Early detection of colorectal cancer (CRC) and its precursor lesions (adenomas) is crucial to reduce mortality rates. The fecal immunochemical test (FIT) is a non-invasive CRC screening test that detects the blood-derived protein hemoglobin. However, FIT sensitivity is suboptimal especially in detection of CRC precursor lesions. As adenoma-to-carcinoma progression is accompanied by alternative splicing, tumor-specific proteins derived from alternatively spliced RNA transcripts might serve as candidate biomarkers for CRC detection.
In this ASHG workshop presentation, Stuart Scott of the Icahn School of Medicine at Mount Sinai, presented on using the PacBio system for amplicon sequencing in pharmacogenomics and clinical genomics workflows. Accurate, phased amplicon sequence for the CYP2D6 gene, for example, has allowed his team to reclassify up to 20% of samples, providing data that’s critical for drug metabolism and dosing. In clinical genomics, Scott presented several case studies illustrating the utility of highly accurate, long-read sequencing for assessing copy number variants and for confirming a suspected medical diagnosis in rare disease patients. He noted that the latest Sequel System…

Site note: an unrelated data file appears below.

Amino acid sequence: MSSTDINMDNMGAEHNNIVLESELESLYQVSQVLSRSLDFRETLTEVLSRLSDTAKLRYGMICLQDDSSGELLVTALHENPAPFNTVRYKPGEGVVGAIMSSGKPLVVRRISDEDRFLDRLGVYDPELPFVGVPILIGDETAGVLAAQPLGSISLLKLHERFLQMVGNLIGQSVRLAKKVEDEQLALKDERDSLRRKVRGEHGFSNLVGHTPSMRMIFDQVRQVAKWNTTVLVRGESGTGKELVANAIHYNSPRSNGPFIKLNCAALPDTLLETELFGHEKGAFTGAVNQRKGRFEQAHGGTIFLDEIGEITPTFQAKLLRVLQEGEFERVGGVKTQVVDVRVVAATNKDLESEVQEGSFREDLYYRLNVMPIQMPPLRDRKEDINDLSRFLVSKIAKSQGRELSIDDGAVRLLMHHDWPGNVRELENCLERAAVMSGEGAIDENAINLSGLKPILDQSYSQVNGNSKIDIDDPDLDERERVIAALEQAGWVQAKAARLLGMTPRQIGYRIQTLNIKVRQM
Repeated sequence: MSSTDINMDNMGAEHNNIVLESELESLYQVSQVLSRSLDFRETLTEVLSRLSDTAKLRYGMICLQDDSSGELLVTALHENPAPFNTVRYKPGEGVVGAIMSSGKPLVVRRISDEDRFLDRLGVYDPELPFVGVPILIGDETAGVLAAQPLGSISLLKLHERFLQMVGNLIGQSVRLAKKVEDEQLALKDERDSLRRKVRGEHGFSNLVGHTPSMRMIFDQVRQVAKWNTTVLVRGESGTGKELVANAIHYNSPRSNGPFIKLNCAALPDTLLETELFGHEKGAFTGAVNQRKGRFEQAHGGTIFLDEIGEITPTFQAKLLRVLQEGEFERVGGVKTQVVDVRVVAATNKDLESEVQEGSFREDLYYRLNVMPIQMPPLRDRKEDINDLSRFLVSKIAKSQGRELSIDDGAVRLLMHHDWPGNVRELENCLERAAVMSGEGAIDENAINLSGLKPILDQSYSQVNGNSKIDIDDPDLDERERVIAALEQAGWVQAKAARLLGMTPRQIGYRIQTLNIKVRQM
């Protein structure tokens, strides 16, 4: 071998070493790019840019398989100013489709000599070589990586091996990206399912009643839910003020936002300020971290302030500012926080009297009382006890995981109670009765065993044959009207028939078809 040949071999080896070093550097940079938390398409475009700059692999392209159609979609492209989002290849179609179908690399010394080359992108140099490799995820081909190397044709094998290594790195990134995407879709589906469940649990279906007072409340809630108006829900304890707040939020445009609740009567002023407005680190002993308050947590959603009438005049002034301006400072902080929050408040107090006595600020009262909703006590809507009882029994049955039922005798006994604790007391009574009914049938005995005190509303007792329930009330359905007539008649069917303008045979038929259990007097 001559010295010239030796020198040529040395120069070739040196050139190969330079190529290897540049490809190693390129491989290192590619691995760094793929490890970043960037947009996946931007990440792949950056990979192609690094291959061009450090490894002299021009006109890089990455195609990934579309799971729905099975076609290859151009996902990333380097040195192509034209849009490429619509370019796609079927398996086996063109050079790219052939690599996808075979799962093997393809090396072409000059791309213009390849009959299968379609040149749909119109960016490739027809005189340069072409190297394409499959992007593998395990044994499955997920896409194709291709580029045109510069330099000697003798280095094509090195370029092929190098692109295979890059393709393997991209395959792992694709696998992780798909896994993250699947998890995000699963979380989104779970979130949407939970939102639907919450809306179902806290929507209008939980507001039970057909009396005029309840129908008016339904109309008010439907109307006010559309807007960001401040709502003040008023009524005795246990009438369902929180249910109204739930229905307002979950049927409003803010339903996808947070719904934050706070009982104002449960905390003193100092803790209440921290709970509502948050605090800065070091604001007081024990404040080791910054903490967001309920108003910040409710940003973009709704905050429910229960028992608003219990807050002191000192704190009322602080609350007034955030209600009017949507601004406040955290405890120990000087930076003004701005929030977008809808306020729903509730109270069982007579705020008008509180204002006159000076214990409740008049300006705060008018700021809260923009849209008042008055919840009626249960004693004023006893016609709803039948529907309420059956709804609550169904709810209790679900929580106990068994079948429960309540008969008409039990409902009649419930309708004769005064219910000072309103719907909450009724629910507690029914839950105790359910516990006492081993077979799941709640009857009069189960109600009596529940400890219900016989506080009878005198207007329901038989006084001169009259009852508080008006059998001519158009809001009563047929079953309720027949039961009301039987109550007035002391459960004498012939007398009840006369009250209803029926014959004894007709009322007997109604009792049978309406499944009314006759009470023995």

In this webinar, Ben Auch, Research Scientist, Innovation Lab, University of Minnesota Genomics Center, Cody Sheik, Assistant Professor of Biology, University of Minnesota Duluth, and Harm van Bakel, Assistant Professor of Genetics and Genomic Sciences, Icahn School of Medicine at Mount Sinai provide details of the newly updated microbial whole genome sequencing pipeline, which leverages the multiplexing capabilities of the Sequel System, share new insights into the ecophysiology of Minnesota microbes using long-read sequencing, and show of how whole genome sequencing is used in pathogen surveillance programs at hospitals.